The article explores the populist take on international relations via states’ foreign policy. It focuses on Central European EU member states where populists have become a major political force. The article builds on a government-preferences-based approach by combining the international system level with the party competition perspective. Mapping of populist types via their positioning on selected foreign policy issues and impact of the party programme on election results shows growing polarisation within the group of populists and their limited success outside of migration policy area. While confirming the existing literature on systemic constraints and business-as-usual politics, the results also reveal the rising impact of systemic factors, such as growing instability and crises in the external environment on populist parties’ polarization and election success.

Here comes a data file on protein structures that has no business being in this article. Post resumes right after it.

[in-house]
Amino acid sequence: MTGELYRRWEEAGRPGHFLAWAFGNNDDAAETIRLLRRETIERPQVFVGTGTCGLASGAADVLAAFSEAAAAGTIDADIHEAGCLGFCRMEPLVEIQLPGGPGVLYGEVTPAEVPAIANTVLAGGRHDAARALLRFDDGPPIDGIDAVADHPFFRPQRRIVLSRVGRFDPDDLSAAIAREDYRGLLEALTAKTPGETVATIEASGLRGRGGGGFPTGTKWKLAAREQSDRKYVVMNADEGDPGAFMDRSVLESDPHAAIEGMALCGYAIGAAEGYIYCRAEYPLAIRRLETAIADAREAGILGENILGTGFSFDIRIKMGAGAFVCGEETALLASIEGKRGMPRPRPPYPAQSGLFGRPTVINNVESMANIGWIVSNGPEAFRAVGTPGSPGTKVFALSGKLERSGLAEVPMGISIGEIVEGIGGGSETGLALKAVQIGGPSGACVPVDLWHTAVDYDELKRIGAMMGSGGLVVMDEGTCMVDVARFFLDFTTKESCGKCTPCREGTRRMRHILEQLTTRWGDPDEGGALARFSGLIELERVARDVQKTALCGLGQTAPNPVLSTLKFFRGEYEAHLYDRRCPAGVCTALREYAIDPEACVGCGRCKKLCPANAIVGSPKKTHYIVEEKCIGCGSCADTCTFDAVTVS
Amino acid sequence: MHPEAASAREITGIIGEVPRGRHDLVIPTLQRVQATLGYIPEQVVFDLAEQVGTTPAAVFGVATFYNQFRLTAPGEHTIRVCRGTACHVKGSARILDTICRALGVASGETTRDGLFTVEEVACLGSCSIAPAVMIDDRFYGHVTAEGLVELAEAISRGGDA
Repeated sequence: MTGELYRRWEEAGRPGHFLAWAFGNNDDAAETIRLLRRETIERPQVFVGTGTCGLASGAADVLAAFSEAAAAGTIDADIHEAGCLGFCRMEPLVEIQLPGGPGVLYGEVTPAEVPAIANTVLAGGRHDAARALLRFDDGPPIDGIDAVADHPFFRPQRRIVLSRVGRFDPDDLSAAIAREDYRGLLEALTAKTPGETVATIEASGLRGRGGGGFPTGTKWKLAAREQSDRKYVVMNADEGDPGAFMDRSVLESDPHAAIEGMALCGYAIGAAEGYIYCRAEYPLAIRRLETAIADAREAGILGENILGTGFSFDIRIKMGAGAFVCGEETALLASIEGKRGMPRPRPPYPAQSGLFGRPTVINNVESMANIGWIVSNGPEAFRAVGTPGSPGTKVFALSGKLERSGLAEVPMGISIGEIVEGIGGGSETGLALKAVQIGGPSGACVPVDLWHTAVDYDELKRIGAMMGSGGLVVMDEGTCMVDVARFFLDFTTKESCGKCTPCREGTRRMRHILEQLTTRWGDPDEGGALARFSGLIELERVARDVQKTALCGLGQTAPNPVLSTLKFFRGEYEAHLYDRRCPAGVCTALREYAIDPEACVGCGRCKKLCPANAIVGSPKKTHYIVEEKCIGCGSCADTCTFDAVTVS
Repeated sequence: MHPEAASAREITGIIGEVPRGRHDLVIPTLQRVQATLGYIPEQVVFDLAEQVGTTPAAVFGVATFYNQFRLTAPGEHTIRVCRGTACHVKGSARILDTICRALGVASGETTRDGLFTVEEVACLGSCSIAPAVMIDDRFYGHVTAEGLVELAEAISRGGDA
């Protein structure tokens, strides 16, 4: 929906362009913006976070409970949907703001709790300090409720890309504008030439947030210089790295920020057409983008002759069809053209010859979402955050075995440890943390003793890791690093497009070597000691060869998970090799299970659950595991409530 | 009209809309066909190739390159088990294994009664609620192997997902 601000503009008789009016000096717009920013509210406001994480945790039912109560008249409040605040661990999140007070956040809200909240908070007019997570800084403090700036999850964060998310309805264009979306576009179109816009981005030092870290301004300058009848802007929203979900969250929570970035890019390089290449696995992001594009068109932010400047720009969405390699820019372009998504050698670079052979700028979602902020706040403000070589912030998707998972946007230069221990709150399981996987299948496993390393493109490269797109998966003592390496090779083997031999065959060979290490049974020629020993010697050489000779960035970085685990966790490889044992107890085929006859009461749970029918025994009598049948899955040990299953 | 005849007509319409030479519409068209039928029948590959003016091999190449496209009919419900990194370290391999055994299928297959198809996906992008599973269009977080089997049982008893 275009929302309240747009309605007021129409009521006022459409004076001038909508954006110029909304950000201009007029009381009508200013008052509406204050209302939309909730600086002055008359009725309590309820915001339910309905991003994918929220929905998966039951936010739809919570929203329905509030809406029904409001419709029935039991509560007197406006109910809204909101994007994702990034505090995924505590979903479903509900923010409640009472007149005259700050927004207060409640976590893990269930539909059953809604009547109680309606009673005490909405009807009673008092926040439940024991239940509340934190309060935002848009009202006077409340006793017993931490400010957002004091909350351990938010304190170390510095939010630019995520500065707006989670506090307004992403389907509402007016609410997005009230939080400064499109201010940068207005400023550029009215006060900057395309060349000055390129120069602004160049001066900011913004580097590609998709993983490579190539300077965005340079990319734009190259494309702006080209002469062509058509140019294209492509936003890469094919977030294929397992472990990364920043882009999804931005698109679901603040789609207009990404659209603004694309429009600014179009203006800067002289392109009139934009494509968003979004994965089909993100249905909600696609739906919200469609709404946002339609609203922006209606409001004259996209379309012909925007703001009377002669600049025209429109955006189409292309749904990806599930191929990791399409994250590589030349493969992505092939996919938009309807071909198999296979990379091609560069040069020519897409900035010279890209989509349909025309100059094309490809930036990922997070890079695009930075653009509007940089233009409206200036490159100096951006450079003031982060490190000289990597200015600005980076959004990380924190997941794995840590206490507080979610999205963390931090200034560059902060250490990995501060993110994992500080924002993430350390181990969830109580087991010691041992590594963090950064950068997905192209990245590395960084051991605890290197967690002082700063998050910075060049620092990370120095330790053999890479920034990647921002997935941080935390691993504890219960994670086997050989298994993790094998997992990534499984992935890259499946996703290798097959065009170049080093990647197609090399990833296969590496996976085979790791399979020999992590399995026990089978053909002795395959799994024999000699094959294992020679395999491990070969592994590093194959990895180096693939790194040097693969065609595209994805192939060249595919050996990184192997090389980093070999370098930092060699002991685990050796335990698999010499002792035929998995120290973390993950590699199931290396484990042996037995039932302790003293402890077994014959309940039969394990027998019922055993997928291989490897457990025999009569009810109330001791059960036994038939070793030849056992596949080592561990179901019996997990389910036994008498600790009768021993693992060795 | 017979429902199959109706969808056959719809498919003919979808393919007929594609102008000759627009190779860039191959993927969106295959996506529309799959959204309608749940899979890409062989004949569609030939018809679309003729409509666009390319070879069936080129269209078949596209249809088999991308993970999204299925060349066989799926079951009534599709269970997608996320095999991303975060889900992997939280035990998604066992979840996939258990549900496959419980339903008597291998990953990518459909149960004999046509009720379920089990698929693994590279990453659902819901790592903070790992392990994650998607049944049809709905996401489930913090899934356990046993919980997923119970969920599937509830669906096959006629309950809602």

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SAKHRI Mohamed
SAKHRI Mohamed

I hold a Bachelor's degree in Political Science and International Relations in addition to a Master's degree in International Security Studies. Alongside this, I have a passion for web development. During my studies, I acquired a strong understanding of fundamental political concepts and theories in international relations, security studies, and strategic studies.

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